June 02, 2013

Process and Outcome

It's years ago, but I still remember the reception I received when during my first large-scale NHS IT implementation I suggested that doctors might like to record outcome information. I can still recall the smell of my singed fingertips. Until recently, the NHS has been obsessed with recording process data fitting an organization with its roots still in the mid-twentieth century.

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May 01, 2010

HC2010 Conference: sitting uneasily?

Doubling the quality of thinking on the podium of the opening plenary session of HC 2010, veteran Professor Heinz Wolff arrived late and stole the show.

After listening to the platitudes and threadbare academic definitions of the three previous speakers, octagenarian Professor Wolff hobbled across the stage on crutches, followed at a respectful distance by a cushion for his rear carried by the session chair, and applied his razor sharp mind.

The UK's aging population would ensure healthcare became unaffordable, so it would be split into acute and community care, he suggested. Acute care, treating and operating on disease, would be the job of the NHS. Community care, watching out for your neighbours and helping to care for them, the job of the local community. To fund your own community care, you would acquire credits throughout your life by good deeds and community service. Agree or not, at least it was insightful and stimulating.

Which is more than can be said of Dr. Ben Goldacre's after dinner speech that evening. Delivered at the rate of the 36 barrel Metal Storm gun, his speech was too clever, too factual and too long. After 15 minutes I watched Blackberry ® smartphones (yes, I did look up the plural) being unsheathed and eyelids drooping.

But any who did drop off were galvanised to wakefulness by the first chord of Helter Skelter's set, so potent it immediately drove guests at the tables nearest the stage to the exit with the rest of us soon following. 'Was the enterainment no good?' asked one of the cloakroom staff as I left for my hotel 40 minutes later. 'About 200 people left all at once.' The band was very tight, I assured him, but their music inappropriate and too loud.

Though it has been relocated, recovered with go faster stripes and refitted with stereo headphones, the comfortable old chair that was the HC conference stands unsteadily.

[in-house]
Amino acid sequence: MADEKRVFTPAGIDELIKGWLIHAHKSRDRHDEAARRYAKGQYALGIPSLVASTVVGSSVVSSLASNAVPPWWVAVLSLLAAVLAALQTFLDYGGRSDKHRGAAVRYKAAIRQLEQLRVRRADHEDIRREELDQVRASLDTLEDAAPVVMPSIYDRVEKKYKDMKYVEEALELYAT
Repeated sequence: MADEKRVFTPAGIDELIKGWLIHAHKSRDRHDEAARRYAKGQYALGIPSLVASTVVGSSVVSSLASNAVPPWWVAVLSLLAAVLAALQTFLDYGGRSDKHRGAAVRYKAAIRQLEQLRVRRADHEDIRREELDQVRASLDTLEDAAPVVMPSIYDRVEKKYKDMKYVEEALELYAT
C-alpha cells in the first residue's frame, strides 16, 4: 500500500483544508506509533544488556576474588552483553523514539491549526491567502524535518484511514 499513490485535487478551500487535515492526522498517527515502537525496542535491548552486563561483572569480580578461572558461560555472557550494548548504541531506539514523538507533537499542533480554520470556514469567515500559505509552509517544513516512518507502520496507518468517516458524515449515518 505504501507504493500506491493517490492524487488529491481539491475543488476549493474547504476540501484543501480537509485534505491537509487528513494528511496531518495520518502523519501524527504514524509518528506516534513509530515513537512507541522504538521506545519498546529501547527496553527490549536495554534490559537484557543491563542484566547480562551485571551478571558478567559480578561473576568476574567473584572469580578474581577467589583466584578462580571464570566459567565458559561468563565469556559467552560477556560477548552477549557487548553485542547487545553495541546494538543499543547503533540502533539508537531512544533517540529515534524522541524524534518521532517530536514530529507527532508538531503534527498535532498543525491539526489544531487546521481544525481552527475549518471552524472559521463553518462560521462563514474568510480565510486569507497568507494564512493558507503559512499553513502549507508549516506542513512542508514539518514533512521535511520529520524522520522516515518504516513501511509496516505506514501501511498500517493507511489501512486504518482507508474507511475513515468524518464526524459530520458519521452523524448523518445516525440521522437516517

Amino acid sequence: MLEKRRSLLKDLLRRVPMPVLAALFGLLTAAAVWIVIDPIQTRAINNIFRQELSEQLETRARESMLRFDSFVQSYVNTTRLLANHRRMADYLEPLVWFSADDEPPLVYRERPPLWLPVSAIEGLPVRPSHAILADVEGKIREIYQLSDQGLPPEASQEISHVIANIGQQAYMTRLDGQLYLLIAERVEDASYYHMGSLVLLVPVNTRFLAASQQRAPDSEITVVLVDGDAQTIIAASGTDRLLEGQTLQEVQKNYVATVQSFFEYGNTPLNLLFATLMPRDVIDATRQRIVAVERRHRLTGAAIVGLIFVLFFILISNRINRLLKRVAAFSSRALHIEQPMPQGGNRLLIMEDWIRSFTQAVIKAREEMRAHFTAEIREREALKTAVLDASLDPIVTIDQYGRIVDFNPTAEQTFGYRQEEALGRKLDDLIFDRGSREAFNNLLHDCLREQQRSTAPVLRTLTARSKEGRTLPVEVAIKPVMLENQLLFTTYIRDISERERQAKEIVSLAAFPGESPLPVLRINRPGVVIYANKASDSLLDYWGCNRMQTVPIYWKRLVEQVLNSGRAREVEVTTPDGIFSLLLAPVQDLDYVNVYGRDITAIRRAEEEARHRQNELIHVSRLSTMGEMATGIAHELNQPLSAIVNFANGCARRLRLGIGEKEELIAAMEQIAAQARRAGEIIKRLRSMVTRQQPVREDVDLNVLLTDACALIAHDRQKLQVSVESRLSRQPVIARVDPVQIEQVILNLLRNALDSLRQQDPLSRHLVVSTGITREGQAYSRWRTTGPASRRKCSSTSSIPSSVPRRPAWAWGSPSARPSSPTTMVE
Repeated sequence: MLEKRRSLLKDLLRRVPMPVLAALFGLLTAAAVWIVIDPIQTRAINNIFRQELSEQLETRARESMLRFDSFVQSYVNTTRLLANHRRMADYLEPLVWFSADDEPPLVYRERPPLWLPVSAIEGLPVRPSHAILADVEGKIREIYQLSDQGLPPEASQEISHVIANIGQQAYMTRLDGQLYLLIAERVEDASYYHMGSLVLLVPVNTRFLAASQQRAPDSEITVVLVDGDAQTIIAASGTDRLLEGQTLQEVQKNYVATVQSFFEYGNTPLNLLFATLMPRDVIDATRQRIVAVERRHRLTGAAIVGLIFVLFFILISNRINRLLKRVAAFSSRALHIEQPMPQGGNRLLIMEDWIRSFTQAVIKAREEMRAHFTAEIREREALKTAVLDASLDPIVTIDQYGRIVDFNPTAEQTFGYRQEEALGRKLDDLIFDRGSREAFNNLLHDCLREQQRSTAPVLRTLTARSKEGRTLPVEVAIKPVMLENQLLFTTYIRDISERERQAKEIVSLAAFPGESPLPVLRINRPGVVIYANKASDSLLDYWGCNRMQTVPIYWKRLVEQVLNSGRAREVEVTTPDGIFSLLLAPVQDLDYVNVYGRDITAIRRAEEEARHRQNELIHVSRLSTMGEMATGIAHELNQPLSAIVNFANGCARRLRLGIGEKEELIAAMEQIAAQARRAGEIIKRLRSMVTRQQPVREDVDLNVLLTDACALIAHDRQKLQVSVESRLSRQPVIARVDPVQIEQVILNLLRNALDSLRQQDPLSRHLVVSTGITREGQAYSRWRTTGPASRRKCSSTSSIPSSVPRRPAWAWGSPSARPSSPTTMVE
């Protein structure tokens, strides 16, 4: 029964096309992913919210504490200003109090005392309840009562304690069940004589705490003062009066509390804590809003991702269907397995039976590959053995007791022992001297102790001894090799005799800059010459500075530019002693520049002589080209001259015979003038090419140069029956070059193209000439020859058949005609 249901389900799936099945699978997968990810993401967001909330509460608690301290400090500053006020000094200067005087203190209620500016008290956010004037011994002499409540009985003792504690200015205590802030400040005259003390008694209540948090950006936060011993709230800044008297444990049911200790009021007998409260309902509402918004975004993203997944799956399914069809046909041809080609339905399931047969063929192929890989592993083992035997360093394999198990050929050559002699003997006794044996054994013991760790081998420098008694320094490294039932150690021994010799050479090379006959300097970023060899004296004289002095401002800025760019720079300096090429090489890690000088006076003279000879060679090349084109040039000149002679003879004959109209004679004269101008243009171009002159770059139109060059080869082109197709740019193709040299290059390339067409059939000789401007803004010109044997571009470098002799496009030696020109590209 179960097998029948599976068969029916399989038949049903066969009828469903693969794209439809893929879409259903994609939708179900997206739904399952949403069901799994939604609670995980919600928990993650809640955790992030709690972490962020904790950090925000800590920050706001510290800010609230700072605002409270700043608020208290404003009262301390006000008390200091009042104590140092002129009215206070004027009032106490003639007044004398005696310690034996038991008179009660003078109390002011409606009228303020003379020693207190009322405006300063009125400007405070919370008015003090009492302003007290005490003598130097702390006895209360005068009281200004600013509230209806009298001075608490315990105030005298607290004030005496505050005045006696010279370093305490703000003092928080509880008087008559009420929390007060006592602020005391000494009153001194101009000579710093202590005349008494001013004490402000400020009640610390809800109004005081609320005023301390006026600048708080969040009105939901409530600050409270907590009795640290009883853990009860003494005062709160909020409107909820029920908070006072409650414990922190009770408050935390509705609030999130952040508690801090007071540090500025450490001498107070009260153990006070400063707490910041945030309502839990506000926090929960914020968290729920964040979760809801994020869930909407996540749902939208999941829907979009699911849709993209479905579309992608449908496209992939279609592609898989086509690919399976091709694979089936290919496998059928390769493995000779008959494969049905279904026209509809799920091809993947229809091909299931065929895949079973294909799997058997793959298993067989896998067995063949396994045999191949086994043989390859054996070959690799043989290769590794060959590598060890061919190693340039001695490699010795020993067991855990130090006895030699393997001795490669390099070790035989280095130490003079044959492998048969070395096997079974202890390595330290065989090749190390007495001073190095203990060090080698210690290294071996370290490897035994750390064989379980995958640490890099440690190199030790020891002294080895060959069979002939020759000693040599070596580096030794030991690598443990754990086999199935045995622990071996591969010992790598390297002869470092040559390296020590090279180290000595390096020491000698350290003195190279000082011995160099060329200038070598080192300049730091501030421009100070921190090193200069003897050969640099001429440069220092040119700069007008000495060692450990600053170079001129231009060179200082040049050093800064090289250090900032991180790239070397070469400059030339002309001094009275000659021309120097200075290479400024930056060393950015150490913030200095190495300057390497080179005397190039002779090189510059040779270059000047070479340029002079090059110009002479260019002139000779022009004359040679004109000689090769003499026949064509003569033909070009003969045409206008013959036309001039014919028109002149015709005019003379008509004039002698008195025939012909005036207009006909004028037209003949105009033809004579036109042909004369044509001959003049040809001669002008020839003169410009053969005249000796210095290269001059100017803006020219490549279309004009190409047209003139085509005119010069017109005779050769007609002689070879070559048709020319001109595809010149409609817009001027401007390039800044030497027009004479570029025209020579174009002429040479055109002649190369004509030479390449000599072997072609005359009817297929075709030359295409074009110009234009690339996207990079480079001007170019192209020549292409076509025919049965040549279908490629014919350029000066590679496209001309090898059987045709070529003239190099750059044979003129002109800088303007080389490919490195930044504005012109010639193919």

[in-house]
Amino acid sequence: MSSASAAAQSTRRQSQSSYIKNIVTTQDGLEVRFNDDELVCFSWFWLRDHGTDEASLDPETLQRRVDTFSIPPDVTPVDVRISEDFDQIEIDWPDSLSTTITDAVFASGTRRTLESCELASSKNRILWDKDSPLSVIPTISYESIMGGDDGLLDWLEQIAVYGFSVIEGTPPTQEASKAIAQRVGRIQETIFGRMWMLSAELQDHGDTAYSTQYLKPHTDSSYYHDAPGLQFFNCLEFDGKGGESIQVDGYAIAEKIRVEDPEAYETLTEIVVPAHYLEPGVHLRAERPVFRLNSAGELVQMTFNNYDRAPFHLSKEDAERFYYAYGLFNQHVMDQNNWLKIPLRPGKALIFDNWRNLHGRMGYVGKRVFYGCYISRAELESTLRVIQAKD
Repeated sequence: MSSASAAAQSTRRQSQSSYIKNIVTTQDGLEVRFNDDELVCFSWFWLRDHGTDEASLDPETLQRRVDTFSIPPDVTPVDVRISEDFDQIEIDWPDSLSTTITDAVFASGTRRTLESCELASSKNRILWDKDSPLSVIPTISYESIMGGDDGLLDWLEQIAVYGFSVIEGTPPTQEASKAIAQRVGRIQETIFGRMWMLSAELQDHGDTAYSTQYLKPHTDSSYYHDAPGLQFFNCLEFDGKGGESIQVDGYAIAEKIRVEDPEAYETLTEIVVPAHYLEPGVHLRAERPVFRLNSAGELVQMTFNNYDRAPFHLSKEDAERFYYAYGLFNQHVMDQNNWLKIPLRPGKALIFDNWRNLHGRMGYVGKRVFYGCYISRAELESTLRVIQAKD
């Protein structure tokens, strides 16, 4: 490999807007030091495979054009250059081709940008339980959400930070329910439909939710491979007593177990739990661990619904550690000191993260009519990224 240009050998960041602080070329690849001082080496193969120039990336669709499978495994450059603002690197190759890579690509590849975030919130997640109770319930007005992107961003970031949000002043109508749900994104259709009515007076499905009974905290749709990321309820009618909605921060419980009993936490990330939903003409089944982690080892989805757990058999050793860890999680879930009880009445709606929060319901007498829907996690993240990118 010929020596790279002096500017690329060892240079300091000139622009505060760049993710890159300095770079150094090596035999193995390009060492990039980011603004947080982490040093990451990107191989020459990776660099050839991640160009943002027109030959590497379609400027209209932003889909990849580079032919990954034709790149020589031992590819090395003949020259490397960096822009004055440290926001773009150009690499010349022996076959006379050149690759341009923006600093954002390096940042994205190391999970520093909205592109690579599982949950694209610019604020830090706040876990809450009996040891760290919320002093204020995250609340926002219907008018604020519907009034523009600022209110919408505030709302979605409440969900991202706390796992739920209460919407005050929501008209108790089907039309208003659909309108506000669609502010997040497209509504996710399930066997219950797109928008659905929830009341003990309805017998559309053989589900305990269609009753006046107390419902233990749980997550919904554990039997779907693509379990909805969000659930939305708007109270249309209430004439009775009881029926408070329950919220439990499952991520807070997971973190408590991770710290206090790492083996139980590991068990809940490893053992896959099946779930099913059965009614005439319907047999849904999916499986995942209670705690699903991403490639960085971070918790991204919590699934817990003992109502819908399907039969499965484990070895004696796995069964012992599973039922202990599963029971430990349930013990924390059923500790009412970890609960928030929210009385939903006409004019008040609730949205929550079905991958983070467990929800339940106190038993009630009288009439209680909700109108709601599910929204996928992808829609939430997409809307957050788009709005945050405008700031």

June 20, 2008

Mancunian Ways

Mountain ViewIf you think Windows Vista is slow you should have tried using Fortran IV. I studied at Manchester University where we were able to take advantage of the computing facilities—quite novel in those days. This entailed creating a stack of punched cards which I dutifully placed in a tray in the morning.

After lunch I returned keen to see if my program for calculating square roots had worked only to find the dreaded words “run time error” on the print out, usually after the first milliseconds of the programme’s run. I found my mistake, corrected it and put the cards back in the tray and thus it continued until I got my brainchild to work.

It’s the birthday of Baby the world’s first electronic computer created by Manchester University in 1948, the BBC reports today. Baby could complete calculations in hours that would have taken days by hand.

The UK NHS, also born in 1948, celebrates its 60th anniversary. Health Secretary Nye Bevan was ceremoniously handed the keys to the Park Hospital (now Trafford General ) in Manchester to mark the foundation of the Service.

As if that wasn’t enough coincidence, this year’s NHS Confederation Conference took place in Manchester this week. I was surprised to see how many NHS agencies had individual stands: NHS Improvement, NHS Pathways, NHS Connecting for Health, NHS Institute for Innovation and Improvement, NHS National Technology Adoption Centre.

They all do worthy work, I'm sure. But I was heavily influenced by the work of Enid Mumford who was a professor at Manchester Business School and her promotion of socio-technical systems, so I find it odd the NHS should have so many trays in which to stack what should be a unified blend of people, processes and technology. One day we will produce that blend, but only after this tendency to reductionism is addressed.

Listening to Joe Simpson (Touching the Void) tell the story at the Conference of his ascent and unconventional and agonising decent of the Siula Grande in the Peruvian Andes puts life into perspective. If we only have a fraction of his courage and dogged determination the NHS will become the socio-technical system it must and gain again the envy of the world.

September 29, 2007

Lands of Opportunity

Picture of the old fort at DubaiIt's two months since I last posted. Holiday, work pressure and, well, lack of inspiration are my excuses.

I attended the Information Technology in Healthcare congress in Abu Dhabi in early September 2007 and gave a workshop on Successfully Implementing Hospital Information Systems.